Oculo-what? Changing the Scope for Ptosis Surgeries with an Eye-Opening Device

When it comes to innovation, many of us rejoice at the opportunity to create but at the same time are left with no clear way to progress. This is not the case with Mohamad Najia, a former BME student who graduated from Georgia Tech in December 2014, who won the 2014 Capstone Expo along with teammates Drew Padilla, Andy Kolpitcke, and Jackie Borinski..In Najia’s eyes, it all simply comes down to an idea. As an engineer, he suggests, the best way to develop an innovative idea is by observation. When searching for inspiration for a Capstone Expo project, Najia and his team had the opportunity to watch two surgeries on patients with ptosis, a condition that causes drooping of the eyelids in 80% of elderly people.

“Watching the surgeries”, Najia says, “is a completely different experience in that you notice clinical needs that doctors may not initially present to you.”

The observations in the operating rooms gave him and his team the idea for their winning device, the OculoStaple, which reduces error in ptosis surgeries.

The way ptosis operations currently work, Najia explains, is by a complex procedure of cutting and suturing that has tremendous potential for error. Doctors need to clamp the eyelid tissue, suture directly under the clamp, and then cut tissue in between the suture and the clamp. Many times, however, the complexity of the process causes doctors to accidentally cut the suture. When this happens, they have to clamp the eyelids again and cut more eyelid tissue than intended, which can cause more vision problems in the elderly. Najia and his team created OculoStaple to completely eliminate the need for suturing. Instead, the device acts as a clamp that staples tissue automatically in front of the scalpel, giving doctors a clear path to cut while at the same time allowing for more precise cuts.

For Naija and his team, the most challenging part of the design process was coming up with an idea. “I think what I learned from this Capstone experience is that engineering is a lot more creative than people deem it to be,” Najia says. “One of the initial challenges was coming up with different approaches to what surgeons have been doing for decades. You may be given clinical needs, but you may discover by observing the user environment of the device that there are more explicit needs that need to be addressed.”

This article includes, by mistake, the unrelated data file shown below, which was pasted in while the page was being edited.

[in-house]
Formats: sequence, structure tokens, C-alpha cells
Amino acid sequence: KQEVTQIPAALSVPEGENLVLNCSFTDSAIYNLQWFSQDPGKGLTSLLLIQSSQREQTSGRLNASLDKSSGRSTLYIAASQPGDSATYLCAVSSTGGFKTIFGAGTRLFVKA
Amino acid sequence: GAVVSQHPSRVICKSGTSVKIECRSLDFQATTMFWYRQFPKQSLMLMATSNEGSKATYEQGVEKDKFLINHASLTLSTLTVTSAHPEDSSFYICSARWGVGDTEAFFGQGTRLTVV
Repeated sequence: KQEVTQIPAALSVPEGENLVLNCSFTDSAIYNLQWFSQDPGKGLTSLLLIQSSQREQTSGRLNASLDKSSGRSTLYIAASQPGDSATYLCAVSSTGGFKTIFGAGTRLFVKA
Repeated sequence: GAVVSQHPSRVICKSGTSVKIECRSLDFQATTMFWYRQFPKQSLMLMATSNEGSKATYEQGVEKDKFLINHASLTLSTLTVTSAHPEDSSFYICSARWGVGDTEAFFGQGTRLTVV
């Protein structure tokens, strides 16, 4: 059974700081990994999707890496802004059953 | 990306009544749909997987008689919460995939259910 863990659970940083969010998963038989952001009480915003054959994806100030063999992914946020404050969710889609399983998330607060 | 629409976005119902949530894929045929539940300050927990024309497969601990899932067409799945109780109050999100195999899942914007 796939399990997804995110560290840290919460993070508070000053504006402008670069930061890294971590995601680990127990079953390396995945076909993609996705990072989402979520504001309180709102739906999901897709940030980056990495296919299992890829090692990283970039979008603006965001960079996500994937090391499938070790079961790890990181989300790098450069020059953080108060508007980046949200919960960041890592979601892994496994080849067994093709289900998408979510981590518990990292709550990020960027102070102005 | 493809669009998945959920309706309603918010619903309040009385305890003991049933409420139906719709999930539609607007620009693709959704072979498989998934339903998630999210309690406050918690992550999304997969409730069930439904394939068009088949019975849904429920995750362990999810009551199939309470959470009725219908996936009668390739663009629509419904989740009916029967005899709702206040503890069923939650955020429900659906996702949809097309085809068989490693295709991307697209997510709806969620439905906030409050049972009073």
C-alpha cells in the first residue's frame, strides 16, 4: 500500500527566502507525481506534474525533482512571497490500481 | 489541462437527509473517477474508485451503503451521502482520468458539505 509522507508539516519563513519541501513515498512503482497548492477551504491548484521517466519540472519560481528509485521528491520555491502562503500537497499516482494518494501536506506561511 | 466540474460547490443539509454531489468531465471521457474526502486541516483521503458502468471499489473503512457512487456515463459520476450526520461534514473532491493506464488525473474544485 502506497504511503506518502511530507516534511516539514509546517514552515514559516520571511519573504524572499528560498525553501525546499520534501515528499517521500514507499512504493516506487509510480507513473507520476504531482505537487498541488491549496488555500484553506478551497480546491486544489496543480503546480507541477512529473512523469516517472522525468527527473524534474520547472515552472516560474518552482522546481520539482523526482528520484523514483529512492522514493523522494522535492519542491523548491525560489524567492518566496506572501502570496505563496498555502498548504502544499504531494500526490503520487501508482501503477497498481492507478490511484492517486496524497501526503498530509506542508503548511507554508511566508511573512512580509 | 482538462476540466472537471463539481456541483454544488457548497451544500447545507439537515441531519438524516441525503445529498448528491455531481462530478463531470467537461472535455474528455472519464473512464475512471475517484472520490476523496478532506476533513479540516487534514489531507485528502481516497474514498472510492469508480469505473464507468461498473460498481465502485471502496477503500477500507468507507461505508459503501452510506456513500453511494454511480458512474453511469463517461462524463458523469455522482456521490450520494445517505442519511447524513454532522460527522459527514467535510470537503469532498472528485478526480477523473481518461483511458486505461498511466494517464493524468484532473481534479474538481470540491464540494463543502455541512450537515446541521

To overcome this initial challenge, Najia suggested, aspiring inventors in BME should speak with physicians about challenges they face while practicing and really think about how they can impact that specific field. Having a strong team with diverse backgrounds is also an asset, because members are suddenly introduced to multiple approaches to the same problem. Najia and Borinski, for example, are heavily into research and understand the processes of device testing and safety checks. Padilla and Kolpitcke, on the other hand, have experience in industry and understand manufacturing concepts. The other great challenge came with presenting the idea to many different kinds of people. What he learned, Najia recalls, is that the best way to do this is by eliminating “technical jargon” and presenting an idea in terms of its value. This way, the idea will appeal to a larger group of people.

Looking to graduate in 2015, Najia plans to make improvements to the current product and file for a US patent for OculoStaple within the next year. He also plans to continue biomedical engineering through a PhD program in the fall. For anyone with a passion for innovation Najia’s story definitely presents much from which to learn about the process of making an idea an actuality…

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